Turkey to Release Tens of Thousands of Prisoners to Make Room for Coup Suspects

The Sincan prison near Ankara, Turkey, in 2012. The country said in a decree on Wednesday that it would begin releasing up to 38,000 prisoners, or roughly one in five behind bars. Credit Adem Altan/Agence France-Presse — Getty Images
The Sincan prison near Ankara, Turkey, in 2012. The country said in a decree on Wednesday that it would begin releasing up to 38,000 prisoners, or roughly one in five behind bars. Credit Adem Altan/Agence France-Presse — Getty Images


Date posted: August 19, 2016

TIM ARANGO and CEYLAN YEGINSU

ISTANBUL — Turkey said on Wednesday that it would empty its prisons of tens of thousands of criminals to make room for the wave of journalists, teachers, lawyers and judges rounded up in connection with last month’s failed coup.

The startling decision to put so many criminals convicted of nonviolent offenses back on the streets is a measure of the strains on the state as President Recep Tayyip Erdogan expands a wide-ranging purge of those suspected of being enemies of the government. The efforts have created gaping holes in government institutions, the judiciary, schools, the news media and countless other professions.

Acting under powers granted by a state of emergency and allowing the state to bypass Parliament to enact new laws, Turkey said in a decree issued on Wednesday that it would begin releasing up to 38,000 prisoners, or roughly one in five people behind bars. Most will be freed by the end of the week.

The government has blamed the coup attempt, which unfolded the night of July 15 as a rebel faction of the military sought to topple the government, on Fethullah Gulen, an Islamic cleric who lives in self-exile in rural Pennsylvania and whose followers have long filled positions in state institutions, including the military. But the state has gone well beyond arresting only the military officers suspected of planning the coup attempt.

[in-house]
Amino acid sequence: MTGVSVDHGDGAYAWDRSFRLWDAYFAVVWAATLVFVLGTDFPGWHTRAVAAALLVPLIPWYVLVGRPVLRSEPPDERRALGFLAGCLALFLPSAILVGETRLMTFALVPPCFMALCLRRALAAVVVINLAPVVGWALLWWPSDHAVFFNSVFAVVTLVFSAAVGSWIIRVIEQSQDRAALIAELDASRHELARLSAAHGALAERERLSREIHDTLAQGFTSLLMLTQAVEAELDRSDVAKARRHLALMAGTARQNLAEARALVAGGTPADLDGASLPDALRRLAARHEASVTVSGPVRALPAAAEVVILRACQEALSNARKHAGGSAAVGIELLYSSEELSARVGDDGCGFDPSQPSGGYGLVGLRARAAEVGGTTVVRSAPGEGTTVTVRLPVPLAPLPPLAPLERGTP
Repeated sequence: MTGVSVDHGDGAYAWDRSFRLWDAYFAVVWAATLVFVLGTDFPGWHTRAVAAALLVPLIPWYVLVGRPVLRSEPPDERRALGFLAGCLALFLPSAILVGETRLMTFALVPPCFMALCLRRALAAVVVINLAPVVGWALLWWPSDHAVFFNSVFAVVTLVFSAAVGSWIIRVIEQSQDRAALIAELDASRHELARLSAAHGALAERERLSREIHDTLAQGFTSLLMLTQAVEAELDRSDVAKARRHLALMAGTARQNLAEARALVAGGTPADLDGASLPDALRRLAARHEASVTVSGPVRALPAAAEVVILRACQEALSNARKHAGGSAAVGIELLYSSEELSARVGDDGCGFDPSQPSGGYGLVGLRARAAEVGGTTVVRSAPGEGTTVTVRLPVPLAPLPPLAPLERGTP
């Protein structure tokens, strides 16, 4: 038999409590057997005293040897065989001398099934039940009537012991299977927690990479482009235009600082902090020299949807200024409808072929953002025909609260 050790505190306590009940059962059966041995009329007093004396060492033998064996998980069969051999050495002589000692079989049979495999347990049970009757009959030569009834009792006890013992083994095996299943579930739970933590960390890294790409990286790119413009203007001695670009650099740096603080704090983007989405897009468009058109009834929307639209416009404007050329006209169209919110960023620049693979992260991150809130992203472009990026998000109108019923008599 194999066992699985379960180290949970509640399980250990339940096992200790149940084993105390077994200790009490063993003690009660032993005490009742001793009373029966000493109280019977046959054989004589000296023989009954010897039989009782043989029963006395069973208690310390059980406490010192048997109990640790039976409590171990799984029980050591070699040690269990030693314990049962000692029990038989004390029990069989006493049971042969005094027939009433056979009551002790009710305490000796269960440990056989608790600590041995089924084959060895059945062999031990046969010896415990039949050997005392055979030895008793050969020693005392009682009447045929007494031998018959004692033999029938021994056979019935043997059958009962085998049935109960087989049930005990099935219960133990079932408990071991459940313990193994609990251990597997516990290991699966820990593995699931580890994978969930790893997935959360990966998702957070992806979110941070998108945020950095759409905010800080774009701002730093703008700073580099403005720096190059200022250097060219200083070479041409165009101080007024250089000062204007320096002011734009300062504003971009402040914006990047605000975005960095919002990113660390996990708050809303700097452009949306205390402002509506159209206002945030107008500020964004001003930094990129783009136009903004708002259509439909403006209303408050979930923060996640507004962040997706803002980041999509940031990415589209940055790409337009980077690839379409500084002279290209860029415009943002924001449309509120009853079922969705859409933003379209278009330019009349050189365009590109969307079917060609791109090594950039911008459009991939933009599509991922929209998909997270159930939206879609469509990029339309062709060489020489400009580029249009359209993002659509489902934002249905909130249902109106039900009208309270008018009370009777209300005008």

Prisons filled to capacity in the weeks after the coup attempt, and many detainees slept in the communal spaces of jails, often without any bedding, said Ozturk Turkdogan, the president of the Human Rights Association in Turkey. The authorities have also used sports arenas to house the flood of prisoners.

“This is a serious case of bad treatment, and the prisoners are suffering from serious health concerns as a result,” Mr. Turkdogan said.

More than 40,000 people have been detained or arrested on coup-related charges, officials say. Tens of thousands of others, including teachers, police officers, state bureaucrats and even airline employees, have lost their jobs. In some cases, the state has seized assets without due process, activists say.

“There are a lot of arbitrary practices,” said Andrew Gardner, a researcher on Turkey for Amnesty International.

Under the prisoner-release plan, convicted criminals who have served at least half of their sentences will be freed on supervised parole. The government said that those guilty of murder, rape or other violent crimes were not eligible for release.